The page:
[Bryan Giemza] recommends her recently released Prayer Journal and “A Good Man is Hard to Find” as good starting points for students. Her journal allows him to “point out the various prayer traditions she canvasses and how she shared in the aspirations and worries of someone their age, albeit someone with an incredible depth of field, spiritually speaking. She commands respect that way.” I like Giemza’s method in teaching her popular story. He tells students “things tend towards their ends, that we are creatures of habit, and that virtue has to be practiced. I give them a series of statements to respond to, like ‘I’m basically a good person.’ A majority of my students agree with that position, and aren’t aware that it flies in the face of orthodoxy, and certainly goes against Flannery O’Connor’s belief. They’re usually stunned to learn that no less an authority than Christ said that no man is good. And those who condemn the grandmother have to be shown their own warts, just like those who despise the mother in ‘Everything That Rises Must Converge,’ (pdf) with her patronizing coin, need to be reminded of the story of the widow’s mite.”

O’Connor is one of the best at peeling back our public covers and showing those warts. Like so many writers chided for their disturbing content, criticisms of her work are often less about the texts themselves, and more about our refusals as readers, students, and teachers to examine our own lives. Perhaps even more than her odd characters, it is the “stark racism” of O’Connor’s world that pushes away some of Giemza’s students. But Giemza doesn’t want them to blink; “the danger . . . is that students who (think they) live in a post-racial age must still contend with the sins of the fathers, and I am surprised by how many can blithely accept that those sins have been expiated. Perhaps they don’t see its urgency, but here in the region that helped the nation understand its first fall (i.e. the legacies of our foundation in slavery), we have a duty to try to come to grips with it. It remains the essence of the fallen-ness in her work, and its insistence that God is no respecter of persons or the hierarchies of the temporal order, which can be inverted at a stroke.”

Read it all (my emphasis).

Filed under: * Culture-WatchEducationHistoryPoetry & LiteratureRace/Race RelationsReligion & CultureTeens / YouthWomenYoung Adults* Religion News & CommentaryOther ChurchesRoman Catholic* TheologyAnthropologyChristologySoteriology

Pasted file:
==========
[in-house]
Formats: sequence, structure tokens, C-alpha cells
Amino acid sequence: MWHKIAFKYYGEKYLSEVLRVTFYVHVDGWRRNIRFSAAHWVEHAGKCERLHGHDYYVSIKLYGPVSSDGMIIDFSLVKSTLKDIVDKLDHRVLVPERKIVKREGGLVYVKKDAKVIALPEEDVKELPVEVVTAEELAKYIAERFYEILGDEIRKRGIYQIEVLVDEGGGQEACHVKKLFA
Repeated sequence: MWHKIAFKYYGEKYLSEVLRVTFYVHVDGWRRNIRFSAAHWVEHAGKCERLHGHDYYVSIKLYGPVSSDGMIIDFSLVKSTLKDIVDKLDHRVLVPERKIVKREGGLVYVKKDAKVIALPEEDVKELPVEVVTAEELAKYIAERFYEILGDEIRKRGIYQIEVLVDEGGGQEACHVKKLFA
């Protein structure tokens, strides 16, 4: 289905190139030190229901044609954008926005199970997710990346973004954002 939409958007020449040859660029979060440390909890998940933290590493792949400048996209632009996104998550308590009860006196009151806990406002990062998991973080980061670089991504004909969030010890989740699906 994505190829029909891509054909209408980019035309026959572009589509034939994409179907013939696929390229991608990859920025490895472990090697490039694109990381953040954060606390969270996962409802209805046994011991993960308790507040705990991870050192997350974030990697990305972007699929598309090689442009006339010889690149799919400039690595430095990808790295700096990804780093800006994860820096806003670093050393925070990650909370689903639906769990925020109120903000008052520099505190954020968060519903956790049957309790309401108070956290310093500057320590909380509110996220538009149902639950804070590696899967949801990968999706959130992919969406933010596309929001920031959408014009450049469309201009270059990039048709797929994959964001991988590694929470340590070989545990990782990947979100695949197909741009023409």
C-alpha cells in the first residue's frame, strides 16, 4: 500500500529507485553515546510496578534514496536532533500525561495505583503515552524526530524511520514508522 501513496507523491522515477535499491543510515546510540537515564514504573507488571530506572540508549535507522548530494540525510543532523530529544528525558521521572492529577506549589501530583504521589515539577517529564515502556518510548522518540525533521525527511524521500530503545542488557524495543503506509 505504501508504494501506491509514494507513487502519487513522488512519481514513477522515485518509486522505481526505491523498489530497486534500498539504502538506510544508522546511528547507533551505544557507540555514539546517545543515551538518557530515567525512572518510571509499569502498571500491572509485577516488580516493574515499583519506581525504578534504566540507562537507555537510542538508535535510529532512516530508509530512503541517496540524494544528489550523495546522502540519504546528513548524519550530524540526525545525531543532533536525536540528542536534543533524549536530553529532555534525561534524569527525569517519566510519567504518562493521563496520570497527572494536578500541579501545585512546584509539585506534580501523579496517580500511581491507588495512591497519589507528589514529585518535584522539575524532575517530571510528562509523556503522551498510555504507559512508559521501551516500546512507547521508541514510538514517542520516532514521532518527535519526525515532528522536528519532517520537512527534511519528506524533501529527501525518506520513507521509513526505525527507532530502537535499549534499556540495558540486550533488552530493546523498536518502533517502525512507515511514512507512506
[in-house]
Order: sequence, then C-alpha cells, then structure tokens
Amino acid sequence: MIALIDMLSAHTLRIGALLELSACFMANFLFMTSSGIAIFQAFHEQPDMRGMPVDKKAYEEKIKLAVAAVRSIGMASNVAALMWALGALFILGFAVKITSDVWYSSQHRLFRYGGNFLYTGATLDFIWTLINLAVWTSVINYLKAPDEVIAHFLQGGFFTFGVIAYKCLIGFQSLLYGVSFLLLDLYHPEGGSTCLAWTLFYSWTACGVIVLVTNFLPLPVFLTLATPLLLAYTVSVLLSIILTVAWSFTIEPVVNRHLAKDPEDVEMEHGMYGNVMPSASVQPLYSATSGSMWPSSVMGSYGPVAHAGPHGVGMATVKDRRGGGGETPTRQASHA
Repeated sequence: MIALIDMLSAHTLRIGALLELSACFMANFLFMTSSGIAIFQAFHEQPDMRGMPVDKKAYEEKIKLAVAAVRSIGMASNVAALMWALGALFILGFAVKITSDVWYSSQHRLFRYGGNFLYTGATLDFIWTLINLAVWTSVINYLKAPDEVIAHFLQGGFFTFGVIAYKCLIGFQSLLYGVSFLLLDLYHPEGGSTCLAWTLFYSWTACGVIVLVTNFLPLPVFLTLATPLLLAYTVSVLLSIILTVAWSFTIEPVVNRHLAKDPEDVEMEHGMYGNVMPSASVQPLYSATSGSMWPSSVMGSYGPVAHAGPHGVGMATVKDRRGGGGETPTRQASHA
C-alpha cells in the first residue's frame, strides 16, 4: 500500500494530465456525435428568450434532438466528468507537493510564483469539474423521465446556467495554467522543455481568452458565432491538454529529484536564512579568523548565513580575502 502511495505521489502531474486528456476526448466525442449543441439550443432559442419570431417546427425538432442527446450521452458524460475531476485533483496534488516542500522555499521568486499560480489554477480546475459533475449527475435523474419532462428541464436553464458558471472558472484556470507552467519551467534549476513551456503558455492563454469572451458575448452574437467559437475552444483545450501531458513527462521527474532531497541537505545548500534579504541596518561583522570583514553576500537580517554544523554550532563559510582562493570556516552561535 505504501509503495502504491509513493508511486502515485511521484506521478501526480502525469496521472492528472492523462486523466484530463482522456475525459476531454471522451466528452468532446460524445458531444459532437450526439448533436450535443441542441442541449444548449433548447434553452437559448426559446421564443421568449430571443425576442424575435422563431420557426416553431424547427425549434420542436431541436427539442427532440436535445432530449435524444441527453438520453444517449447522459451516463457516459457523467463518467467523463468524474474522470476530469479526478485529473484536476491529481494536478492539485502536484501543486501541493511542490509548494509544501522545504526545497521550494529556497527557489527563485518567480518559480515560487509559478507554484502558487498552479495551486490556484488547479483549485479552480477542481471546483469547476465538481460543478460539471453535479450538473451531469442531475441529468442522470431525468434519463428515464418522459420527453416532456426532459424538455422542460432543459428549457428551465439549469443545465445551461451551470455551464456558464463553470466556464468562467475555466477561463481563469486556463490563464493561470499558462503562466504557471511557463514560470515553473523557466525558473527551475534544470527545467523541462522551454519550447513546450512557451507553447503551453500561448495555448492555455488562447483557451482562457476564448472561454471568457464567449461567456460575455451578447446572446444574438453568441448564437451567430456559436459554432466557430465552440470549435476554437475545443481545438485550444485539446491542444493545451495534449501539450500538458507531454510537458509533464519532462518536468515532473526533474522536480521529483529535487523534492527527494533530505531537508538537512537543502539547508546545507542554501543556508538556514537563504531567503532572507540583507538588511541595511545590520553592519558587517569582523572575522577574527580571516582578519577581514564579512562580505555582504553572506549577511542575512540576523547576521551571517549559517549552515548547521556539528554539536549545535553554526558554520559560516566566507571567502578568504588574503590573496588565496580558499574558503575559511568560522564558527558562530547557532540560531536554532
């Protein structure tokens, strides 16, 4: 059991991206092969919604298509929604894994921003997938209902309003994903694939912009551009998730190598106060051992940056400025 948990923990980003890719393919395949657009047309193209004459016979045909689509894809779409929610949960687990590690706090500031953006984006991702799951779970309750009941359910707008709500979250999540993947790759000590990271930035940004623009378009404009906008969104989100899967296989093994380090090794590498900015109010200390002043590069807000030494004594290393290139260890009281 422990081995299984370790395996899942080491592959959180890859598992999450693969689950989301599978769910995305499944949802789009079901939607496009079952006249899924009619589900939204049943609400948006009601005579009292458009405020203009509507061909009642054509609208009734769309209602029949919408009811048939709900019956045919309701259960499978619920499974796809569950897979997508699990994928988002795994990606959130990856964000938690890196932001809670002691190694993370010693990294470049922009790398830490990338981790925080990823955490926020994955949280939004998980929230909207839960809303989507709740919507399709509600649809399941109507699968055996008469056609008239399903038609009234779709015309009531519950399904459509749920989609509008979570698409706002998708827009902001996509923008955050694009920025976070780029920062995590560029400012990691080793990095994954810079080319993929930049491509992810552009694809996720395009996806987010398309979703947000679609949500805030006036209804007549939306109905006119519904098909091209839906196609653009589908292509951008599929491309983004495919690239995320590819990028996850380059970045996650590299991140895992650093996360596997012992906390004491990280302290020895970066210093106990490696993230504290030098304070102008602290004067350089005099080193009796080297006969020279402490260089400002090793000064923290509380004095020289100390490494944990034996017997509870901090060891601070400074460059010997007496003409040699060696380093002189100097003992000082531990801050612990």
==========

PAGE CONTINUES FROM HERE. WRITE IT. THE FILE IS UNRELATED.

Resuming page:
0 Comments
Posted July 6, 2014 at 3:00 pm [Printer Friendly] [Print w/ comments]

Posted by Kendall Harmon

Graduates around the world gather at the end of spring for one final lesson: the commencement speech.

It’s a time when luminaries from business, politics and the arts deliver wisdom (and humor) to students eager for the next stage. Susan Wojcicki recalled watching the first item uploaded to Google Video—a purple, furry puppet, dancing and singing in Swedish—with no idea what to think. Until her children saw it—and cheered. Marc Benioff shared that time he did “what all lost thirty-somethings do: travel to India.”

We’ve pulled together memorable addresses from 2014 (with a splash from the speeches of yore). Did we miss any? Tell us what you think in the comments.

Read it all.

Filed under: * Culture-WatchEducationScience & TechnologyYoung Adults* Economics, PoliticsEconomyCorporations/Corporate Life* International News & CommentaryAmerica/U.S.A.

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Posted July 3, 2014 at 4:51 pm [Printer Friendly] [Print w/ comments]

Posted by Kendall Harmon

Grammar teachers may need to amend their lesson plans after the Vancouver school board approved Monday a policy change that welcomes a brand-new string of pronouns into Vancouver public schools: “xe, xem, and xyr.”

The pronouns are touted as alternatives to he/she, him/her, and his/hers, and come as last-minute amendments to the board’s new policy aimed at better accommodating transgender students in schools.

The vote came after a brief debate that sparked unrest among opponents of the policy who shouted “dictator” and “liar” at trustees, as security guards and police officers watched from their posts at council doors. But supporters waved pink and blue-coloured flags and drowned out the detractors with their cheers once the policy passed. Three previous public meetings were similarly rowdy.

Read it all.

Filed under: * Culture-WatchChildrenEducationSexuality* Economics, PoliticsPolitics in General* International News & CommentaryCanada* TheologyAnthropologyEthics / Moral Theology

1 Comments
Posted June 27, 2014 at 5:45 am [Printer Friendly] [Print w/ comments]

Posted by Kendall Harmon

NSW public schools should spend government funding on tackling obesity and promoting wellness and positive psychology rather than the untested chaplaincy program that are in hundreds of the state's schools, the head of Sydney's Anglican Education Commission has argued.

As the Federal Government considers the fate of its National School Chaplaincy Program after the High Court ruled the commonwealth could not fund it, the executive director of the commission, Bryan Cowling, said there was no evidence the chaplaincy program was effective.

Dr Cowling, a former head of curriculum in the NSW Department of Education, said a long-term goal of public schools should be to replace scripture classes with a mandatory "world view and ethics" class providing students with a "broad exposure" to many religions.

Read it all.



Filed under: * Anglican - EpiscopalAnglican ProvincesAnglican Church of Australia* Culture-WatchEducationReligion & Culture* International News & CommentaryAustralia / NZ* TheologyEthics / Moral Theology